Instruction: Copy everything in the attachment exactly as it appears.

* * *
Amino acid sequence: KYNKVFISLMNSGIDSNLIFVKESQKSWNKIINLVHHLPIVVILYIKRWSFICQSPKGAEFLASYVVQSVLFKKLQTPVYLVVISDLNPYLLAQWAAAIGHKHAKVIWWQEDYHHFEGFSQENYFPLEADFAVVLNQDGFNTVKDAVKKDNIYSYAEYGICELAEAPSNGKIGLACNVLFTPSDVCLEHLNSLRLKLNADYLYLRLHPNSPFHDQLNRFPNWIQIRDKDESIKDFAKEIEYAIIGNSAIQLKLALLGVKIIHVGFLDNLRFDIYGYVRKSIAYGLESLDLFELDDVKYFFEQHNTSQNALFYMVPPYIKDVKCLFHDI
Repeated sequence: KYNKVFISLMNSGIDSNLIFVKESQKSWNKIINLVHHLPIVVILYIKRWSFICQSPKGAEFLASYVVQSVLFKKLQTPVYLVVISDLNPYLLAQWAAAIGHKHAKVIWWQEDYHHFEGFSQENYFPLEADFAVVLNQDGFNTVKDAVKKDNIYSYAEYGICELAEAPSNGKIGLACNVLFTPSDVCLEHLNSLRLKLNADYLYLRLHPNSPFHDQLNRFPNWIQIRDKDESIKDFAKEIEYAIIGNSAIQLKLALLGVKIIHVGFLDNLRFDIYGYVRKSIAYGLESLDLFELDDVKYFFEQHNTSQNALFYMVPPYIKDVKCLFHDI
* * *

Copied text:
Amino acid sequence: KYNKVFISLMNSGIDSNLIFVKESQKSWNKIINLVHHLPIVVILYIKRWSFICQSPKGAEFLASYVVQSVLFKKLQTPVYLVVISDLNPYLLAQWAAAIGHKHAKVIWWQEDYHHFEGFSQENYFPLEADFAVVLNQDGFNTVKDAVKKDNIYSYAEYGICELAEAPSNGKIGLACNVLFTPSDVCLEHLNSLRLKLNADYLYLRLHPNSPFHDQLNRFPNWIQIRDKDESIKDFAKEIEYAIIGNSAIQLKLALLGVKIIHVGFLDNLRFDIYGYVRKSIAYGLESLDLFELDDVKYFFEQHNTSQNALFYMVPPYIKDVKCLFHDI
Repeated sequence: KYNKVFISLMNSGIDSNLIFVKESQKSWNKIINLVHHLPIVVILYIKRWSFICQSPKGAEFLASYVVQSVLFKKLQTPVYLVVISDLNPYLLAQWAAAIGHKHAKVIWWQEDYHHFEGFSQENYFPLEADFAVVLNQDGFNTVKDAVKKDNIYSYAEYGICELAEAPSNGKIGLACNVLFTPSDVCLEHLNSLRLKLNADYLYLRLHPNSPFHDQLNRFPNWIQIRDKDESIKDFAKEIEYAIIGNSAIQLKLALLGVKIIHVGFLDNLRFDIYGYVRKSIAYGLESLDLFELDDVKYFFEQHNTSQNALFYMVPPYIKDVKCLFHDI